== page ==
Your first service worker

It's evening. Kumiko, a young Japanese graphic designer, goes down into the busy metropolitan of Tokyo. While waiting for the Mita line, she browses to one of her favorite websites. The train arrives, Kumiko goes in and in a few seconds arrives in a low network area. Kumiko has no connection, she has to wait for the train to arrive in a good network area to resume browsing. This is, unfortunately, a familiar scene for everyone, whether you are in Tokyo, Milan or New York. We have all faced this problem. And service workers exists to solve this problem.

What is a service worker?

A service worker is a simple javascript script that your browser runs in the background. It runs on a different thread to the main JavaScript that powers your web app. It's async and no blocking, without any DOM access. It includes exciting features like push notifications and requires HTTPS for better security. Another huge benefit of the service worker is to give the developer complete control over the caching experience.

Status of support

Chrome, Firefox and Opera support service workers. Microsoft Edge is on the way. Safari not yet, even if there are hints of good chances.

HTTP Caching vs Service Workers

HTTP Caching is a simple technique that stores a copy of a given resource and serves it back when requested. If a user visits the same resource within one session, there is no need to download again the same resource. The web server uses the Expires header to inform the web client that the current version of the resource is still valid and no new download is required. The browser then caches the resource until the specified “Expiry date”. It will check if a new version of the resource exists by the expiration date.
HTTP Caching can improve response times and reduce server load. At this point, you might think, why do we also need the Service Worker cache if we have HTTP caching?
The HTTP Caching does not allow you to download resources you still have to visit. HTTP Caching can't cache lots of requests. These are just two of the many reasons why service workers are superior to HTTP Caching.

Time to write your first service worker

First of all head over to the repo to go straight to the code. Here is a very simple HTML page that we will use to explain service workers. I've included some nice pictures I downloaded from Unsplash and I used the Tachyons, a simple css toolkit to give some basic styling. Surely you will all know Unsplash, the best platform to find high quality, high resolution and completely free photos. Tachyons is an easy css toolkit for fast prototyping.


If you are online or offline, but you have configured service workers correctly, you will see the page as follows:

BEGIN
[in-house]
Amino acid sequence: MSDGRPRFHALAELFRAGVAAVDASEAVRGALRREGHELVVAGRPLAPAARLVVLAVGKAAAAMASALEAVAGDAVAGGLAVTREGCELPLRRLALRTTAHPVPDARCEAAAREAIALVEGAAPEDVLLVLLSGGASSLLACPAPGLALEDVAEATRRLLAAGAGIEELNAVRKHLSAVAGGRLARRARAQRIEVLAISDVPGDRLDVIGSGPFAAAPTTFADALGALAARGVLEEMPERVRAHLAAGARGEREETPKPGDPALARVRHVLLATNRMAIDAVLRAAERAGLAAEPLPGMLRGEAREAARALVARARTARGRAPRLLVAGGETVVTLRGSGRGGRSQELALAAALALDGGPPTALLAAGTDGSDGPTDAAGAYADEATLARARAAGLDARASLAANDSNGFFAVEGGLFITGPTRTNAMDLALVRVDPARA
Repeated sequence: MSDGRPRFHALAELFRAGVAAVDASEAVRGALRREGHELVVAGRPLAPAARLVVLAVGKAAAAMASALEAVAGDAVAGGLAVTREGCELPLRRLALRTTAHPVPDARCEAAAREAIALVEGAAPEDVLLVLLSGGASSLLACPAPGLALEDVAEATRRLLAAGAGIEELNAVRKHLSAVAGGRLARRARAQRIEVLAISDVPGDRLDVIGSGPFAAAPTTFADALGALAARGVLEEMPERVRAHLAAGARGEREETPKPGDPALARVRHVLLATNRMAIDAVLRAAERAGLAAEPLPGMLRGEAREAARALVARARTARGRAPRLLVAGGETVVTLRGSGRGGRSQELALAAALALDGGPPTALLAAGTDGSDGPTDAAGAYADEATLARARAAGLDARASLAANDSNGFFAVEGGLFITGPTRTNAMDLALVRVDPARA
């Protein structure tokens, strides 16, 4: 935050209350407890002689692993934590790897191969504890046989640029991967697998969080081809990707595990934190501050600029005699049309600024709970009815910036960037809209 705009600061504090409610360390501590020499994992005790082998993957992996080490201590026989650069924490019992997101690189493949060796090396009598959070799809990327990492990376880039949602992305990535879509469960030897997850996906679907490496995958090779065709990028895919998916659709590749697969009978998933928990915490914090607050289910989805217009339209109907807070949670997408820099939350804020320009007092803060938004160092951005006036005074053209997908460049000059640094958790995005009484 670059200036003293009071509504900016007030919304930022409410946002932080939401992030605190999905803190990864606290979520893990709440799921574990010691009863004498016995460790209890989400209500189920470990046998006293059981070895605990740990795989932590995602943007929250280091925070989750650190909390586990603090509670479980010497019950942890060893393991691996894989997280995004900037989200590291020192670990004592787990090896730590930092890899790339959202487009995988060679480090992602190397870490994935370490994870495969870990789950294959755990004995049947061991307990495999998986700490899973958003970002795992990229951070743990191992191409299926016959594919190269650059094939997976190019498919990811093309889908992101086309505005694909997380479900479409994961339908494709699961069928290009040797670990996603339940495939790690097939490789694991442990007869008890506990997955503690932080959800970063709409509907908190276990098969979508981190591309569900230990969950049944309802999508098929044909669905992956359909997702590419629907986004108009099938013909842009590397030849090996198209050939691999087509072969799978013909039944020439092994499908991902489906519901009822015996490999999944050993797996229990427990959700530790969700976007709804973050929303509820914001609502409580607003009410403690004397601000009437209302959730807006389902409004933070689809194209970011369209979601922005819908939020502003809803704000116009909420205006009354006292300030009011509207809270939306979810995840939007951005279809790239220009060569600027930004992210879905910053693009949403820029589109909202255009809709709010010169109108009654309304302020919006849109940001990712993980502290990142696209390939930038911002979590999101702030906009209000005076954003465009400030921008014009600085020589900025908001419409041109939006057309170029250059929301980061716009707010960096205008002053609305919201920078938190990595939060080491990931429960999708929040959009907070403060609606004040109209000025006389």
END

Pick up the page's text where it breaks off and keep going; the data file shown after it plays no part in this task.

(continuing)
Not exactly the same thing if you're offline without service workers

Our plan

First of all, we need to register the service worker. Then we need to configure the service worker to cache index.html, tachyons.min.css and the JPEGs.That's all we need. However, remember that this example is simple and basic. Its purpose is to show how basic caching works with service workers. We will face more complex and realistic examples in the next articles.


Back to us, we need to register our service worker. If the browser supports the service worker,  it loads the service worker file to register it.  If the browser does not support it, it logs the error.

if ('serviceWorker' in navigator) {  
    window.addEventListener('load', function() {
        navigator.serviceWorker.register('service-worker.js').then(function(registration) {
            // Registration was successful
            console.log('ServiceWorker registration successful with scope: ', registration.scope);
        }, function(err) {
            // registration failed :/
            console.log('ServiceWorker registration failed: ', err);
        });
    });
}



Now we create a service worker file we will place in the root directory. Service-worker.js is heavily commented so that you know what each section of code does.

var cacheName = 'your-first-service-worker';

var urlsToCache = [  
    '/',
    'css/tachyons.min.css',
    'img/andre-benz-248755.jpg',
    'img/andre-benz-250740.jpg',
    'img/andre-benz-256762.jpg',
    'img/redd-angelo-230297.jpg'
];

self.addEventListener('install', function(event) {  
    // Perform install steps
    event.waitUntil(
        caches.open(cacheName)
        .then(function(cache) {
            console.log('Opened cache');
            return cache.addAll(urlsToCache);
        })
    );
});

// Fetch the contents and reply with cache
self.addEventListener('fetch', function(event) {  
    event.respondWith(
        caches.match(event.request)
        .then(function(response) {
            // Cache hit - return response
            if (response) {
                return response;
            }
            return fetch(event.request);
        })
    );
});


Conclusion

We have looked into how you can cache some resources using a Service Worker. We have only lighly touched the fetch event which can offer much more powerful use cases. There are wonderful libraries developed by bright people at Google we still need to discover (SW Toolbox & Workbox.js). But we will dive deeper into those things in the next articles.

Keep coding and stay awesome,
nicola